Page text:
Slipping circulation and the decline in readership by key demographics at the Kansas City Star present a gloomy scenario that far exceeds the effects of the current economic bust. Like most media, revenues will improve when better times return but the ongoing shift by advertisers (and readers) to other delivery mechanisms will continue to erode profits at the newspaper, resulting in more and more cutbacks and downsizing.
Think of it as a variation of what Star cartoonist Lee Judge told an assembly of locals at a KC Public Library talk shortly after he learned that he had been laid off by the newspaper along with myself and sports columnist Jeff Flanagan.
“Daddy is a blacksmith,” Judge said he told his kids when he went home on that dark day.
Translation: the times they are a changing. Just as horseless carriages replaced the once-mighty horse, the electronic media is ripping away at the financially luctrative monopoly newspapers have held more than a century.
Price Chopper, for example, recently migrated the distribution of much of its weekly print flyers to direct mail, owing to waning Star circulation and its desire to reach more area households.
“The same problems Price Chopper has been having with the lack of circulation, all the grocery stores are having, says Mail-Sort’s Steve Laningham. “HyVee has 600,000 homes that they’re going to mail to so that’s three times the circulation of the Star. Hen House has 370,000 homes on their list that they want to mail to.”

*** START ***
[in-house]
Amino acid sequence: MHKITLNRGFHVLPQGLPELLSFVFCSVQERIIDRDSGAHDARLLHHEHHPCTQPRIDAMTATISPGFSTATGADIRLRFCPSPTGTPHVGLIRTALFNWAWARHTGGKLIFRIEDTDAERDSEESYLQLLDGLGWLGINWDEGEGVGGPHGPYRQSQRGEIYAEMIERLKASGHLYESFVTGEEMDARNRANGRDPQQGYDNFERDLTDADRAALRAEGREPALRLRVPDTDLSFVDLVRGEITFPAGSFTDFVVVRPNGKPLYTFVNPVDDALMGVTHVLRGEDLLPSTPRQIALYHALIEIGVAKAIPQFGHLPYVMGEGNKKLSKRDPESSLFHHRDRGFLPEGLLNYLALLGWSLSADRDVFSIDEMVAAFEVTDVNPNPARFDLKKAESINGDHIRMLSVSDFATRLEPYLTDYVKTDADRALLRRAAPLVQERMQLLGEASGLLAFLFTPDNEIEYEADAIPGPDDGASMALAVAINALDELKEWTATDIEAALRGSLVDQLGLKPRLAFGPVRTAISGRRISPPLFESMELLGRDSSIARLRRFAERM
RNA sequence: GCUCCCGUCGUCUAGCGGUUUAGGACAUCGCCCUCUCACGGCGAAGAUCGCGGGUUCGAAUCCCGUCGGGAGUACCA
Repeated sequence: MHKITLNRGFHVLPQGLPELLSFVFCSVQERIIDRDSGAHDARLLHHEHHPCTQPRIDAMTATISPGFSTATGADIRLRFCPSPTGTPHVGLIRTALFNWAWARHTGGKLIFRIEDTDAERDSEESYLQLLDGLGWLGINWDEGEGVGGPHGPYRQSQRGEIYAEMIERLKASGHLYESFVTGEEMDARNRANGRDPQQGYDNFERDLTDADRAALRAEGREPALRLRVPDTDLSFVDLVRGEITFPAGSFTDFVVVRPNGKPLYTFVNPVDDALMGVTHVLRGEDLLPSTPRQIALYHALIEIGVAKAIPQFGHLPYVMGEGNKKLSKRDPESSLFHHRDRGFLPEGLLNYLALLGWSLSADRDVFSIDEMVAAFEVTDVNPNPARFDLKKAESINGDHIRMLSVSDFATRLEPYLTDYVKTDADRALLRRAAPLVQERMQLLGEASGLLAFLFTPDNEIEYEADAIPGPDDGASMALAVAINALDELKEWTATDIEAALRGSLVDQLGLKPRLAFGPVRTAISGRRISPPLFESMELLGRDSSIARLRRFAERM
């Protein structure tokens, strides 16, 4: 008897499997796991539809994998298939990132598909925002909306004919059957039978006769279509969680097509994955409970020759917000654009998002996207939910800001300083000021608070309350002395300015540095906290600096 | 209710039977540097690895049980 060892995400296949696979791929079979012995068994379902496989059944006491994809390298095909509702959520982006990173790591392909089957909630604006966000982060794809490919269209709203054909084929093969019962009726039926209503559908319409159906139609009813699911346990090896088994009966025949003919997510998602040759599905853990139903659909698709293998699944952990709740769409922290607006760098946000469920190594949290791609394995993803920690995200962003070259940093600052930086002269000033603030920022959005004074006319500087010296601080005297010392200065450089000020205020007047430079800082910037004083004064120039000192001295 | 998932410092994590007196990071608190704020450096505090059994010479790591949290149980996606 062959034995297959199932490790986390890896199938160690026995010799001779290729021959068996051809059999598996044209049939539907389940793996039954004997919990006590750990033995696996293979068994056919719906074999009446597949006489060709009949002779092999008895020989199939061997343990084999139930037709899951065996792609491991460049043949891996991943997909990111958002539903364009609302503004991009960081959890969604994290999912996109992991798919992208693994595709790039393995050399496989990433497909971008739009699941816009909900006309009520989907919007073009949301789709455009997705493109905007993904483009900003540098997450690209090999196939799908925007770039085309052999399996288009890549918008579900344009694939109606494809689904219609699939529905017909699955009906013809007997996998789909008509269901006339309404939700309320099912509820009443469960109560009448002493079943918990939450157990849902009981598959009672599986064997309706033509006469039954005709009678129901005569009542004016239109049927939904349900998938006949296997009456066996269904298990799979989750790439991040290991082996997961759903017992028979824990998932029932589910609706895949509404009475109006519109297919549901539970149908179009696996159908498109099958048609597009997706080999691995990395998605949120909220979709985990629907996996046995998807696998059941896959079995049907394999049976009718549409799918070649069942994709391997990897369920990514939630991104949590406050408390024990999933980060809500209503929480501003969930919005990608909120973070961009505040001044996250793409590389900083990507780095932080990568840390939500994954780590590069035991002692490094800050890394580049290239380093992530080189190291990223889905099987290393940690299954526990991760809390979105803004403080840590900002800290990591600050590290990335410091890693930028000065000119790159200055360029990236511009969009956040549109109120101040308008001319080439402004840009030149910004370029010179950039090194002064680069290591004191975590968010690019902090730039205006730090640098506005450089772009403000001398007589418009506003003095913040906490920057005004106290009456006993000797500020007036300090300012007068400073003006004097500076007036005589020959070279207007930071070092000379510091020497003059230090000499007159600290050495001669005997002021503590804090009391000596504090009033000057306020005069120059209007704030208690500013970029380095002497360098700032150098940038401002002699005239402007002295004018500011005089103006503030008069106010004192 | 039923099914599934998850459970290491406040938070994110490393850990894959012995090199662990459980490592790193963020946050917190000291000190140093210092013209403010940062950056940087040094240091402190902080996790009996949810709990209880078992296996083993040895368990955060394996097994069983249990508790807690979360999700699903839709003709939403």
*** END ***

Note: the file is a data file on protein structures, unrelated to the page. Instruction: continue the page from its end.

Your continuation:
Forget the “million readers” the Star often touts. At best the newspaper reaches 200,000 addresses on most days and Laningham projects that number may be closer to 180,000 when new circulation numbers come out.
“They’re losing about 10 percent of their readership a year,” Laningham says.
Which poses a substantial problem to grocers wanting to reach each and every customer in range of their outlets in a Greater Kansas City population estimated at 2 million people.
“The grocery stores want to make sure everyone is getting their ads, not just newspaper subscribers,” Laningham says. “And we have an election coming up next year, and the presidential election in two years, and we all know they’re going to be very polarizing elections. And some people don’t want to continue to subscribe to a paper because of its politics. It may not be a big percentage, but even if it’s 5 percent it adds up.
“And let’s face it,